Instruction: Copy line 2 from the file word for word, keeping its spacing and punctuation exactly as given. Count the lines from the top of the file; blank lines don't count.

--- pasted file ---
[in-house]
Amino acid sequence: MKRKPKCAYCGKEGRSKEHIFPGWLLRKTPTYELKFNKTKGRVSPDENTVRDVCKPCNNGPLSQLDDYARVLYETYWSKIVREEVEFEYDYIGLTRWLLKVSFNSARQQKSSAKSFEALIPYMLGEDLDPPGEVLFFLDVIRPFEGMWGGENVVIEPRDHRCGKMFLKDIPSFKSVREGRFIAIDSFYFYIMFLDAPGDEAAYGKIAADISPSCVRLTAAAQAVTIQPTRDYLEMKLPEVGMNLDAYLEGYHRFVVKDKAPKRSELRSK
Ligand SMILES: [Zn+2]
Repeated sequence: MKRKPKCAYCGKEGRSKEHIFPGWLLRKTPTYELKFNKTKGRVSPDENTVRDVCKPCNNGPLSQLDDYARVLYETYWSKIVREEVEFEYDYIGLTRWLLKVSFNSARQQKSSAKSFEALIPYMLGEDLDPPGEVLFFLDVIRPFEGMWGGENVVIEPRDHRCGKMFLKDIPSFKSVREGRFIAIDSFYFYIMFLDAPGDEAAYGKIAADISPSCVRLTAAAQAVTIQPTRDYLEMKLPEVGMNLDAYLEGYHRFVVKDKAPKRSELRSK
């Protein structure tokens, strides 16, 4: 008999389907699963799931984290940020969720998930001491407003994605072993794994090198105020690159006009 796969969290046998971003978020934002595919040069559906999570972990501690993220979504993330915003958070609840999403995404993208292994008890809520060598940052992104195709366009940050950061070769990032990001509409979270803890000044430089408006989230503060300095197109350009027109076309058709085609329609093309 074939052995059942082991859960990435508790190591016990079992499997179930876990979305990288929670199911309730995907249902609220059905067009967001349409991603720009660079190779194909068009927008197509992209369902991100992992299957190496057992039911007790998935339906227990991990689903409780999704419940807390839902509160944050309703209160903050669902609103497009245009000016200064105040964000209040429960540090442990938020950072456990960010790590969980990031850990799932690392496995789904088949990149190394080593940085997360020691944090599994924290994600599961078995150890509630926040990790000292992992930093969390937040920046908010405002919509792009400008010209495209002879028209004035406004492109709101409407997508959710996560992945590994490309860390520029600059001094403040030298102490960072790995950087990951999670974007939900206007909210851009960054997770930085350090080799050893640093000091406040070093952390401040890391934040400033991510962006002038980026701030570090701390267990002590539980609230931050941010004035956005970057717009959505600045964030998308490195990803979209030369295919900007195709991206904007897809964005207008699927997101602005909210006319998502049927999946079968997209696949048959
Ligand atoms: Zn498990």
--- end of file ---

Amino acid sequence: MKRKPKCAYCGKEGRSKEHIFPGWLLRKTPTYELKFNKTKGRVSPDENTVRDVCKPCNNGPLSQLDDYARVLYETYWSKIVREEVEFEYDYIGLTRWLLKVSFNSARQQKSSAKSFEALIPYMLGEDLDPPGEVLFFLDVIRPFEGMWGGENVVIEPRDHRCGKMFLKDIPSFKSVREGRFIAIDSFYFYIMFLDAPGDEAAYGKIAADISPSCVRLTAAAQAVTIQPTRDYLEMKLPEVGMNLDAYLEGYHRFVVKDKAPKRSELRSK